It’s a warning most adult drivers have engrained in the heads: “Don’t drink and drive.”
The nation’s decades-long campaign against drunk driving has proven effective in making roadways safer, but a new study finds that as drunken driving has decreases, drugged driving continues to increase. With the decriminalization of marijuana in some states, including in Massachusetts, and illicit drug use at an all-time high, drug-intoxication on roadways seems to be more prominent. This news has prompted safety watchdogs as well as lawmakers to raise new questions on how to make roadways safer. Groundbreaking new studies studies released by the Department of Transportation’s National Highway Traffic Safety Administration have broken down the data.
Published by the NHTSA, the Roadside Survey of Alcohol and Drug Use by Drivers study uncovered the number of drivers with alcohol in their system has declined by nearly one-third since 2007, and by more than three-quarters since the first Roadside Survey was published back in 1973. And while these numbers reflect progress made combatting unsafe drivers, the same survey found a drastic increase in the number of drivers found using marijuana and illegal substances while driving. In a 2014, for example, nearly 25% of drivers tested positive for at least one drug that could affect their ability to drive.
In a press statement, NHTSA administrator Mark Rosekind said, “America made drunk driving a national issue and while there is no victory as long as a single American dies in an alcohol-related crash, a one-third reduction in alcohol use over just seven years shows how a focused effort and cooperation among the federal government, states and communities, law enforcement, safety advocates and industry can make an enormous difference. At the same time, the latest Roadside Survey raises significant questions about drug use and highway safety. The rising prevalence of marijuana and other drugs is a challenge to everyone who is dedicated to saving lives and reducing crashes.”
In the last 4 decades, the National Roadside Survey, has been conducted 5 times. It’s completely voluntary, and an anonymous survey that gathers data in dozens of locations across the country from drivers who agree to participate. Drivers are alerted by multiple roadside signs that a voluntary survey site is ahead, and researchers gather data from those who volunteer. Drivers are notified that the survey is completely voluntary and that collected information is entirely anonymous. NHTSA has worked with research experts, law enforcement agencies and privacy advocates to refine procedures and address any potential concerns, according to the NHTSA press release.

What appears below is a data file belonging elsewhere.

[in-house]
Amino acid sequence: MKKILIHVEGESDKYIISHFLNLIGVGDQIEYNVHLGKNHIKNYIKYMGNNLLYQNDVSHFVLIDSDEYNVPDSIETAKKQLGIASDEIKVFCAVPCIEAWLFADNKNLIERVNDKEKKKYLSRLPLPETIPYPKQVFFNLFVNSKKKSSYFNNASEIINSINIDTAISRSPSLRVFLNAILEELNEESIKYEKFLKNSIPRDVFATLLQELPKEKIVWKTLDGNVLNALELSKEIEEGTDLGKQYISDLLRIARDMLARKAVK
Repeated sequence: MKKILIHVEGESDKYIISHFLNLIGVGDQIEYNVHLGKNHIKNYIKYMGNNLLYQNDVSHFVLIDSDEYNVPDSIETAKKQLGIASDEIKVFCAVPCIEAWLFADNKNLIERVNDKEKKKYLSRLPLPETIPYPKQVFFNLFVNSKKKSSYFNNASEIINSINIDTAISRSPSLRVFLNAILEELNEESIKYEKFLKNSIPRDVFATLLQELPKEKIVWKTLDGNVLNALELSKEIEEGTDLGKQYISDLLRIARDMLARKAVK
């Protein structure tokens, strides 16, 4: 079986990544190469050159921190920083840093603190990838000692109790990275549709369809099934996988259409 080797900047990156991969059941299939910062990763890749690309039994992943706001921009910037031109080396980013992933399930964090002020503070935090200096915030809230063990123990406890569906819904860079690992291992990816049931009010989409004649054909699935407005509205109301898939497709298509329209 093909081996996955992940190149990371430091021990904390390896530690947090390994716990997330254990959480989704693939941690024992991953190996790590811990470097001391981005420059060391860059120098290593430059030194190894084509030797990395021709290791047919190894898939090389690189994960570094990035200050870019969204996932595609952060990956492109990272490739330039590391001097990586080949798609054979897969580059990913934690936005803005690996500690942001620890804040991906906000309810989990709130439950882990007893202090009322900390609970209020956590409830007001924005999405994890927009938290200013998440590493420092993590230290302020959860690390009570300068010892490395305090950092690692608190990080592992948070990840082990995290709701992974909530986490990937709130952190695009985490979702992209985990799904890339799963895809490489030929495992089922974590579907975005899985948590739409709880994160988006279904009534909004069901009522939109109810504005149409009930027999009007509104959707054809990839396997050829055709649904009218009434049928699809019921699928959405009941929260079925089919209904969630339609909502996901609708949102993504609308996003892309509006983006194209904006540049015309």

The study shoes the prevalence has declined 30% since the last study in 2007 and 80% since the first study in the 1970’s. About 8 % of drivers during weekend nighttime hours, according to the latest research gathered, were found to have alcohol in their system, and just over 1 % were found with 0.08 percent or higher breath alcohol content. In contrast, the number of weekend nighttime drivers with evidence of drugs in their system climbed from 16.3% in 2007 to 20% in 2014. The number of drivers with marijuana in their system grew nearly two-fold.
In a second, separate survey, (the largest of its kind ever conducted), researchers assessed whether marijuana use by drivers is associated with greater risk of crashes. Unsurprisingly, results showed marijuana users are more likely to be involved in accidents, but that the increased risk may be due in part because marijuana users are more likely to be in groups at higher risk of crashes. In particular, marijuana users are more likely to be young men–a group already at high risk.
“Drivers should never get behind the wheel impaired, and we know that marijuana impairs judgment, reaction times and awareness,” said Jeff Michael, NHTSA’s associate administrator for research and program development. “These findings highlight the importance of research to better understand how marijuana use affects drivers so states and communities can craft the best safety policies.” (NHTSA)
While the attorneys at Altman & Altman do not prosecute those who have caused an accident due to impaired driving, we do represent victims who have been injured as the result of another’s negligence. If you or a loved one were recently injured in a car accident, it is recommended you speak to a seasoned legal professional to discuss your rights as a victim. Your injuries may entitle you to collect compensation for missed work, medical expenses, property damage and pain and suffering.
With over 50 years of combined experience, our team at Altman & Altman has the resources to help assist you in finding you the right medical care and achieving the settlement you deserve. Call our office today to schedule an initial case evaluation. All consultations are completely free and confidential and our lawyers are available around the clock to assist you with all of your legal needs.
Read the full press release here.